The Renaissance Princesses were far more complex than their classical predecessors, though they delivered one rather problematic trope, and a one fun one, in what I call the Renaissance Princess Requirements. First, a Princess’ story had to include something about them being a lady:
Ursula reminds us that Ariel is a woman, and needs her to be, for her plan to work: “But they dote and swoon and fawn, On a lady who’s withdrawn, It’s she who holds her tongue who gets her man.” In Beauty, the narrator tells us that, “If [Beast] could learn to love another, and earn her love in return by the time the last petal fell, then the spell would be broken.” So, Belle had to be a lady for there to be a movie. Also Gaston, “It’s not right for a woman to read–soon she starts getting ideas…and thinking.” Jasmine is required to marry by her next birthday because she is the daughter of the sultan. She also has to be the daughter so that Jafar can marry her and enact his plan. Chief Powhatan reminds us that Pocahontas is his daughter, so it’s her job to marry Kocoum like he tells her too. Of them all, Mulan needs the least explanation; there’s a song literally called “Be a Man.”
Each of these characters must be a woman for their story to make sense, and more importantly, they have to be women in relation to men, as daughters or lovers.
The far more fun requirement these Princesses gave us was the necessity of an animal companion. Animals had been a Disney requirement since the beginning, but for most of the Classical Princesses, these were just random forest creatures (or mice) that liked them because they sang. But for the new Princesses, a companion became a staple, and they acted as friends, consciences, and easily merchandisable comic relief:
Ariel has Flounder, her consistent worry-wort fish pal. Belle has Phillippe, her horse that leads her to her father in Beast’s castle. Jasmine has Rajah, a sassy tiger who dislikes anyone who annoys Jasmine. Pocahontas has Meeko, a troublesome raccoon, and Flit, a super-competent hummingbird. Mulan has Mushu, her guardian ancestor dragon, Cri-Kee, a lucky cricket, and Khan, her loyal horse.
In addition to the pet was the creation of the wise grandma figure, seen first in Pocahontas with Grandmother Willow, then Mulan with Grandmother Fa. These women would act as ancestral and spiritual guides for their young granddaughters.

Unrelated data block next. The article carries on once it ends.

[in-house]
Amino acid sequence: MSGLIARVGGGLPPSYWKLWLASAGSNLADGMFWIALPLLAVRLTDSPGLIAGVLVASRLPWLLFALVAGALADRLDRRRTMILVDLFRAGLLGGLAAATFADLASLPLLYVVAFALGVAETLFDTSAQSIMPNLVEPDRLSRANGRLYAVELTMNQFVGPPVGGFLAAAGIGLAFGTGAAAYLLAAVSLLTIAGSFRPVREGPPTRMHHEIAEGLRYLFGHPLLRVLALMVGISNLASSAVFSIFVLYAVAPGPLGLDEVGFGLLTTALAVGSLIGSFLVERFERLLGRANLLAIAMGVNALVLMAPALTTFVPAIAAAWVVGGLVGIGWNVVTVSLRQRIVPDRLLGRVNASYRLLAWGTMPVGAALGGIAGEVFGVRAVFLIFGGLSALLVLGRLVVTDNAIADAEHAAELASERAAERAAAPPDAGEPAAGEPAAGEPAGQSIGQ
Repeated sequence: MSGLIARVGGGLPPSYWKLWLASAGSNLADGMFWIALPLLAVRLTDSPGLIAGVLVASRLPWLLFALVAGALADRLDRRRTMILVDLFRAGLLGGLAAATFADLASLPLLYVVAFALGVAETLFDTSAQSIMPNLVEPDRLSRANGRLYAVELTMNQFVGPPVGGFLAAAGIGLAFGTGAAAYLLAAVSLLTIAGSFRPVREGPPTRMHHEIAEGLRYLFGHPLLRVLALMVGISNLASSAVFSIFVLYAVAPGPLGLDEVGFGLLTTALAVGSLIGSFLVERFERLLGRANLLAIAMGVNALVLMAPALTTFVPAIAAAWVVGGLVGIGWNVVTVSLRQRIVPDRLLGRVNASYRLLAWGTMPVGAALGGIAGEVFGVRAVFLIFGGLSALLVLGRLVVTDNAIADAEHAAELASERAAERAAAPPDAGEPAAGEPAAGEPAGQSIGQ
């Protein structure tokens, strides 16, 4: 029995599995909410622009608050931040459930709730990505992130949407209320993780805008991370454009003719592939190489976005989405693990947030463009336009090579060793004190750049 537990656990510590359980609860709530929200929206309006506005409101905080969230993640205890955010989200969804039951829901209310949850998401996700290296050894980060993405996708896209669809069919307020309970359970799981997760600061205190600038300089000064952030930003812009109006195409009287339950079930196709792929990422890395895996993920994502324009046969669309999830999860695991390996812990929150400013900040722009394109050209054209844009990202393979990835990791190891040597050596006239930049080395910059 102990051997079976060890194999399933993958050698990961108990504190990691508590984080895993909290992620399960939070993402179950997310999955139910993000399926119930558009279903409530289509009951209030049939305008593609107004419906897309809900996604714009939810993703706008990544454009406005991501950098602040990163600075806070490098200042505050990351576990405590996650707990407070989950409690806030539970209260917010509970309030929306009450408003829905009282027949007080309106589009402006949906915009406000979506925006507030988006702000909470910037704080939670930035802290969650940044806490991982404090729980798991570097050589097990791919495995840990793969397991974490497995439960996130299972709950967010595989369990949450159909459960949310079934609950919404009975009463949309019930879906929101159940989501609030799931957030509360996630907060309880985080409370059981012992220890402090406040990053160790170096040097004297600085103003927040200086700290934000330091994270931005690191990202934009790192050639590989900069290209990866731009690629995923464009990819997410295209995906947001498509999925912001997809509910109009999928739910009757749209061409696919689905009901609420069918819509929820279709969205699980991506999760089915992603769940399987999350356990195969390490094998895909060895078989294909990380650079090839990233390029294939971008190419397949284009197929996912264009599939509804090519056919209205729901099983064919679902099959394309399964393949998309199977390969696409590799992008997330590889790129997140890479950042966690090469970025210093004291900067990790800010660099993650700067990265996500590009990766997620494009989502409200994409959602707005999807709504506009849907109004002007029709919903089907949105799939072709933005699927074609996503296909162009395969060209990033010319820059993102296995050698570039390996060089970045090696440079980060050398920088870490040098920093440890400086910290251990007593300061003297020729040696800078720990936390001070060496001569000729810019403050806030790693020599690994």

Disney Princesses Episode VI: The Return of the Princess
The Renaissance films and their leading ladies made Disney a lot of money. However, milder box office returns from Mulan and increasing competition from Pixar and DreamWorks persuaded them to once again stop producing fairy tales, musicals, and princess films. Even after the utter and complete success that was the official Princess franchise, Disney still decided not to bring back their main ladies. That is, until 2009, when Musker and Clements were chosen to bring back the traditional animation division, fairy tale, musical, and the Princess, with The Princess and the Frog. This would kick off the Post-Renaissance Era, and a host of new, more nuanced Princesses: Tiana, Rapunzel, and Anna.
The Post-Renaissance Princesses continued to buck the Classical Princess Formula, for the most part. One of three is non-white (Tiana). All three have a primary trait beyond sweet innocence. They still have a required romance, though, like their predecessors, they are active participants with a choice. Unlike their predecessors, their choice was largely accepted, with no cultural or dramatic reason why they can’t be with their romantic choices. They also nixed the Savior/Victim paradigm, often trading the roles back and forth.
The new Princesses mostly subverted the Renaissance Princess Requirement of needing to be a woman for plot purposes: